In reaching its conclusion, the court in Rodriguez distinguished the facts before it from the facts in Davis v. State, 955 S.W.2d 340 (Tex.App.-Fort Worth 1997, pet. ref'd). In Davis, the appellant was an oral surgeon who, the evidence indicated, routinely administered excessive dosages of sedatives to his patients by injection during surgical procedures. Id. at 342–46. After one of his patients died, the appellant was convicted of manslaughter, and the jury found he used a deadly weapon, the sedatives, during the commission of the offense. See id. at 352. In upholding the jury's finding, the court of appeals noted that the medical evidence indicated the victim's blood contained more than twice the minimum lethal dosage of Demerol and of Versed, and that either of these dosages alone could have been fatal. See id. at 352.
In the case at hand, Appellant concedes that alcohol consumption by a young child can result in death or serious bodily injury. He contends, however, that the effects of the alcohol on D.C. left his bodily functions and heart rate within the normal range and the alcohol cleared his body without the use of medication. At trial, the State presented evidence through the testimony of, among others, Bradley King, M.D. and Matthew Cox, M.D., D.C.'s treating physicians.
King testified that he treated D.C. at East Texas Medical Center. King further testified that his treatment of D.C. included toxicity screens, blood tests, and urine tests. King stated that D.C.'s breathing was not vigorous and he had lost his protective upper airway reflexes, which made him susceptible to choking, sucking down secretions into his lungs, and developing pneumonia, i.e., aspirating. King described D.C.'s susceptibility to aspiration as a result of his lack of upper airway reflexes to be a life threatening condition. King further stated that D.C. was intubated and placed on a ventilator to assist his breathing. King testified that D.C.'s blood alcohol level was 0.245 when the results of his blood test were returned at 5:20 a.m. King explained that, for an uninitiated drinker like D.C., a 0.245 blood alcohol level would be considered “toxic.” King further explained that if D.C. ingested the alcohol at 2:00 a.m., his blood alcohol level would have been higher at that point in time than it was when the blood test results were received. King stated that any blood alcohol level over 0.250 would place a child like D.C. at risk for seizures and death. King further stated that, in this situation, D.C.'s ingestion of alcohol could have caused him serious bodily injury or death.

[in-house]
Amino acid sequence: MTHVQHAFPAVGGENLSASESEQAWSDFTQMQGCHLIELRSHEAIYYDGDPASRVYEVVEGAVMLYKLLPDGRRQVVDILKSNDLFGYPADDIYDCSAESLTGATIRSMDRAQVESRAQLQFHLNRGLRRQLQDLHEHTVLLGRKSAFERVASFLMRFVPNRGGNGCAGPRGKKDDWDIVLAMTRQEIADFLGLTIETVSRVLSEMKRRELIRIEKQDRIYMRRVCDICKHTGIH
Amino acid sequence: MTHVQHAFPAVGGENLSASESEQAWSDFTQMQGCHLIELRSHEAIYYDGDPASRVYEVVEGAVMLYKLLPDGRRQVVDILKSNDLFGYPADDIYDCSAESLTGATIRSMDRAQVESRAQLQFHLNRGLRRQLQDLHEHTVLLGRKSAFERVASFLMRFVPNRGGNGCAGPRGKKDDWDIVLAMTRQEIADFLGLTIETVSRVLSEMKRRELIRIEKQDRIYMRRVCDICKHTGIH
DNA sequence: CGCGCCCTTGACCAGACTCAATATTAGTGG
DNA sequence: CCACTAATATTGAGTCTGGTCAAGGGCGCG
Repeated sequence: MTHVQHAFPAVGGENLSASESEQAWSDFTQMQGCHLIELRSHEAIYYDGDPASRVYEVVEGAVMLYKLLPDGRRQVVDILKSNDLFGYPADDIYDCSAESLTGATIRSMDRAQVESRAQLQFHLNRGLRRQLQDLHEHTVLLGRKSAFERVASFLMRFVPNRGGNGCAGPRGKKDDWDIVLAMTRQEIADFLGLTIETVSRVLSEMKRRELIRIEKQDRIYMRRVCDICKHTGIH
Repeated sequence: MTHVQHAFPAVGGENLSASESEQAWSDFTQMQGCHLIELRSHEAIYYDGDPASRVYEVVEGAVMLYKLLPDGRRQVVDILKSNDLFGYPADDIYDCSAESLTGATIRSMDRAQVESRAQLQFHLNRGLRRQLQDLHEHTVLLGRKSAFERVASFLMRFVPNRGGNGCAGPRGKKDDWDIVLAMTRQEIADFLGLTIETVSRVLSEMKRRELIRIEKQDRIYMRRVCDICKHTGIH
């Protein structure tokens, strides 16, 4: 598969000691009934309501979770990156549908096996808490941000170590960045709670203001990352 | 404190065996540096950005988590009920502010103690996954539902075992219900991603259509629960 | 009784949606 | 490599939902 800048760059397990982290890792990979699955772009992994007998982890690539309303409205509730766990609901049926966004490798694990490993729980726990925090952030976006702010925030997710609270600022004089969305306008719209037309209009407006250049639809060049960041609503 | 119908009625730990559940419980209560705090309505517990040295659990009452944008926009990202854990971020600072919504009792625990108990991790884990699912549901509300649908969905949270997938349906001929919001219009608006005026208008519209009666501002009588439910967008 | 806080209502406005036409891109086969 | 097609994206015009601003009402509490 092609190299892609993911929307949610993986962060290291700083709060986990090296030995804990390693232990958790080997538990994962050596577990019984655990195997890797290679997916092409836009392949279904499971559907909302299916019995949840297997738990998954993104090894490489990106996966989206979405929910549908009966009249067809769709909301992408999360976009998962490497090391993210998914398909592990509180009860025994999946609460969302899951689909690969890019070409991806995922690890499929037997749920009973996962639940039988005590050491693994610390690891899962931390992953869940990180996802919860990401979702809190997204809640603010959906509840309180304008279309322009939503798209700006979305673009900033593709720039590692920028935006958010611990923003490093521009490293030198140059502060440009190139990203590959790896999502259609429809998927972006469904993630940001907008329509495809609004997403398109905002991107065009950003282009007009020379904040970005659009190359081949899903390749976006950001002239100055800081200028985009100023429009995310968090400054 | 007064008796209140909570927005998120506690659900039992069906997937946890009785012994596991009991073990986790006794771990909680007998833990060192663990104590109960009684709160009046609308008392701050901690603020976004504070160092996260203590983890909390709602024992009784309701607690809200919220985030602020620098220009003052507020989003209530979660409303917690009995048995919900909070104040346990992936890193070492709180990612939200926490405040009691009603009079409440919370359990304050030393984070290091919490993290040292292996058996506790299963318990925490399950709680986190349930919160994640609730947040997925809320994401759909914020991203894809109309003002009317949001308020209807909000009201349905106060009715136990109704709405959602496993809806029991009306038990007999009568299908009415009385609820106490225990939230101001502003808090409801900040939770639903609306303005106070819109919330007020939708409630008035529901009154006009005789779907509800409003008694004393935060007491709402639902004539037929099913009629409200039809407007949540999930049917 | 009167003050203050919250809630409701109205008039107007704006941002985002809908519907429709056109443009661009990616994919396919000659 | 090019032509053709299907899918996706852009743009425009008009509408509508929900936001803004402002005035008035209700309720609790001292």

Cox testified that he treated D.C. at Children's Medical Center in Dallas. Cox stated that by 9:00 a.m., D.C.'s blood alcohol level had fallen to 0.174. Cox stated that they were able to remove D.C. from life support measures shortly before noon that day. Cox described D.C. as “quite sluggish” and unable to sit on his own without support. Cox testified that he was concerned about D.C.'s welfare, considering his age and level of intoxication, which led him to believe that D.C. was given alcohol purposefully or intentionally on this occasion. Specifically, he believed that D.C.'s blood alcohol level indicated that he would have had to consume a fairly large volume of alcohol. When informed that a sample of a beverage containing 12.9% ethanol was collected from the house in question, Cox stated that D.C. would have had to consume nine to ten ounces to reach the level of intoxication recorded. Cox further stated that since the taste of most alcoholic beverages would not be palatable to a young child, it was more likely that a child would not consume that much alcohol on his own. Rather, Cox concluded that D.C. was forced to ingest alcohol. Cox testified that if D.C. had consumed the alcohol at 2:00 a.m., his blood alcohol level would have been higher than the 0.245 concentration reported from the blood drawn at 5:07 a.m. Based on the rate at which D.C.'s body metabolized the alcohol between the test performed at East Texas Medical Center and the subsequent test performed at Children's Medical Center, Cox estimated that his blood alcohol level could have been as high as 0.295 at 2:00 a.m. Cox stated that such a high blood-alcohol level could result in serious bodily injury or death in a toddler based on possible respiratory depression, aspiration of vomit, or slowing of brain function.